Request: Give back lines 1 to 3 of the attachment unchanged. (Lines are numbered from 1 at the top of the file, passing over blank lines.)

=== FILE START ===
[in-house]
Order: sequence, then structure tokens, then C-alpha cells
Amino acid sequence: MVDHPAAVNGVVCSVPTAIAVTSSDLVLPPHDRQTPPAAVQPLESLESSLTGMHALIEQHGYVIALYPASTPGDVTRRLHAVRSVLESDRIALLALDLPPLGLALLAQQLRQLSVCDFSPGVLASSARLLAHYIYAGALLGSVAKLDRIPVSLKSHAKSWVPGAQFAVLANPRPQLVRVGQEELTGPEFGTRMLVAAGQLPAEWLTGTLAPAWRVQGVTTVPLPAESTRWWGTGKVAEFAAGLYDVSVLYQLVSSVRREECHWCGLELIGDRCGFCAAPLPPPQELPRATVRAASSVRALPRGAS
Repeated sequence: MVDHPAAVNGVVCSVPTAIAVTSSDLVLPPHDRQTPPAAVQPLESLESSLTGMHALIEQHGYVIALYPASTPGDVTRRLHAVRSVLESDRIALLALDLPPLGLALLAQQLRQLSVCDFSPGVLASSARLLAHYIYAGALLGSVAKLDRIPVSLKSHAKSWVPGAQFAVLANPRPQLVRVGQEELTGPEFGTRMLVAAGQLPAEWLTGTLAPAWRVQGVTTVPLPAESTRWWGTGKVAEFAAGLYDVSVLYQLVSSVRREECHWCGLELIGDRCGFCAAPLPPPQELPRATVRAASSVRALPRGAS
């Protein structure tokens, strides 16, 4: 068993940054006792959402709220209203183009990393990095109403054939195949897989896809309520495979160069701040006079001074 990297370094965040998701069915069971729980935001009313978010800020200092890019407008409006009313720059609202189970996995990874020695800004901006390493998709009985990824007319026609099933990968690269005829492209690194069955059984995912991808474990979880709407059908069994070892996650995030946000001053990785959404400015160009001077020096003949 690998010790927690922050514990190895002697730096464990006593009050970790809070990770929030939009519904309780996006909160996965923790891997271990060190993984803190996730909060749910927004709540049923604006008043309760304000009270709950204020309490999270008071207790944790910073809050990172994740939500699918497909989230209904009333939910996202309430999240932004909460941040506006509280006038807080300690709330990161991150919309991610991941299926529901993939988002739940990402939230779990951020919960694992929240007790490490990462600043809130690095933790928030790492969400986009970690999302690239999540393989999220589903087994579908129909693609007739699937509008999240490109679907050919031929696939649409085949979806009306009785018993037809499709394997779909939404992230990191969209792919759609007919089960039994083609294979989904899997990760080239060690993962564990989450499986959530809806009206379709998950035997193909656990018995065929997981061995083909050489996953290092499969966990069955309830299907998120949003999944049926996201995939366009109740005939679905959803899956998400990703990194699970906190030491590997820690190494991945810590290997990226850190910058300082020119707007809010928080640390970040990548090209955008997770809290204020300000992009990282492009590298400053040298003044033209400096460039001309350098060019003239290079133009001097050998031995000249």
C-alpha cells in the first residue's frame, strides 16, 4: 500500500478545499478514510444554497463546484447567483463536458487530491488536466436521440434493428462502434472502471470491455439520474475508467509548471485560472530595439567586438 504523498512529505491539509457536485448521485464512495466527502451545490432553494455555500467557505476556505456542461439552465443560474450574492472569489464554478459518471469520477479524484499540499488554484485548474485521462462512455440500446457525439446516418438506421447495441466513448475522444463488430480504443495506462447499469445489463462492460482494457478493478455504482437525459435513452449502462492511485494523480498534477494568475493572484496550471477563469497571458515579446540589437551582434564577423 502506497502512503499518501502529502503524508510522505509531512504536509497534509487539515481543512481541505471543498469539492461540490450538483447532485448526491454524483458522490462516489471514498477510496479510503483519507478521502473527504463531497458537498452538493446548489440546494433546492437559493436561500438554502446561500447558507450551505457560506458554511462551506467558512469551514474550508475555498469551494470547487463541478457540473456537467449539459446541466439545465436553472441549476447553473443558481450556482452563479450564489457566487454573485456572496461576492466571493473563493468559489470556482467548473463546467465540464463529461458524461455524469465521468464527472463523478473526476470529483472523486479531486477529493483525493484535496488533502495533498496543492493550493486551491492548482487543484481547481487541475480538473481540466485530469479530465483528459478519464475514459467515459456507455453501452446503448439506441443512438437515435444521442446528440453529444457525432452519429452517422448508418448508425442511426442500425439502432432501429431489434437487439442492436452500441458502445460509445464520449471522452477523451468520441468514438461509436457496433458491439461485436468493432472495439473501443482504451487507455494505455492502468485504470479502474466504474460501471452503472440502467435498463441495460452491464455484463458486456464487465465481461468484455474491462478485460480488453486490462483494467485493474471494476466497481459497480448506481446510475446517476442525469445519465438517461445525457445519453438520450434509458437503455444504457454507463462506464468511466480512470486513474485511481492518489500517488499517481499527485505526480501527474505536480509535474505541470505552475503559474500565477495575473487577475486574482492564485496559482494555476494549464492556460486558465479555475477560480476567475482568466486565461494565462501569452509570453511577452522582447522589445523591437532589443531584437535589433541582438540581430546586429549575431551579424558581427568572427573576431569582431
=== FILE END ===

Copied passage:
[in-house]
Order: sequence, then structure tokens, then C-alpha cells
Amino acid sequence: MVDHPAAVNGVVCSVPTAIAVTSSDLVLPPHDRQTPPAAVQPLESLESSLTGMHALIEQHGYVIALYPASTPGDVTRRLHAVRSVLESDRIALLALDLPPLGLALLAQQLRQLSVCDFSPGVLASSARLLAHYIYAGALLGSVAKLDRIPVSLKSHAKSWVPGAQFAVLANPRPQLVRVGQEELTGPEFGTRMLVAAGQLPAEWLTGTLAPAWRVQGVTTVPLPAESTRWWGTGKVAEFAAGLYDVSVLYQLVSSVRREECHWCGLELIGDRCGFCAAPLPPPQELPRATVRAASSVRALPRGAS